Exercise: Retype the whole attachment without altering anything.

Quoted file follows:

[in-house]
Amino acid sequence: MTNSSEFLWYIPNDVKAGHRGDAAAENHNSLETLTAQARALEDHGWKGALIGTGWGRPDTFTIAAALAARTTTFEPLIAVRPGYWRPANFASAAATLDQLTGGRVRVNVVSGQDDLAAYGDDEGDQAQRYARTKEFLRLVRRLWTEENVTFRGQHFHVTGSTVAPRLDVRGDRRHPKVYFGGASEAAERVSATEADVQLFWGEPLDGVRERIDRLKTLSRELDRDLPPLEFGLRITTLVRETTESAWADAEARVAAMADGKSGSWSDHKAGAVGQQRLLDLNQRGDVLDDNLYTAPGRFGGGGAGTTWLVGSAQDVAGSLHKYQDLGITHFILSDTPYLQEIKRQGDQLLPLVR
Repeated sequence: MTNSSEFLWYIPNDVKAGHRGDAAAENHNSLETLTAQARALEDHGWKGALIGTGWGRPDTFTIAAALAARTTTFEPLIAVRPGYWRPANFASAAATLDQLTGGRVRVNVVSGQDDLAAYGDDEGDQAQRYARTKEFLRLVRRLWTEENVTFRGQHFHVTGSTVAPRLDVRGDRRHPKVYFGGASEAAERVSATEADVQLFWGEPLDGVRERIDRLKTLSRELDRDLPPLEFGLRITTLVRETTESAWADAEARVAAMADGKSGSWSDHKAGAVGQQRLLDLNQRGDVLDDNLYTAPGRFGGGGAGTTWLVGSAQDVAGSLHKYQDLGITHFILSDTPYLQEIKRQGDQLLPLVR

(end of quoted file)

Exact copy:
[in-house]
Amino acid sequence: MTNSSEFLWYIPNDVKAGHRGDAAAENHNSLETLTAQARALEDHGWKGALIGTGWGRPDTFTIAAALAARTTTFEPLIAVRPGYWRPANFASAAATLDQLTGGRVRVNVVSGQDDLAAYGDDEGDQAQRYARTKEFLRLVRRLWTEENVTFRGQHFHVTGSTVAPRLDVRGDRRHPKVYFGGASEAAERVSATEADVQLFWGEPLDGVRERIDRLKTLSRELDRDLPPLEFGLRITTLVRETTESAWADAEARVAAMADGKSGSWSDHKAGAVGQQRLLDLNQRGDVLDDNLYTAPGRFGGGGAGTTWLVGSAQDVAGSLHKYQDLGITHFILSDTPYLQEIKRQGDQLLPLVR
Repeated sequence: MTNSSEFLWYIPNDVKAGHRGDAAAENHNSLETLTAQARALEDHGWKGALIGTGWGRPDTFTIAAALAARTTTFEPLIAVRPGYWRPANFASAAATLDQLTGGRVRVNVVSGQDDLAAYGDDEGDQAQRYARTKEFLRLVRRLWTEENVTFRGQHFHVTGSTVAPRLDVRGDRRHPKVYFGGASEAAERVSATEADVQLFWGEPLDGVRERIDRLKTLSRELDRDLPPLEFGLRITTLVRETTESAWADAEARVAAMADGKSGSWSDHKAGAVGQQRLLDLNQRGDVLDDNLYTAPGRFGGGGAGTTWLVGSAQDVAGSLHKYQDLGITHFILSDTPYLQEIKRQGDQLLPLVR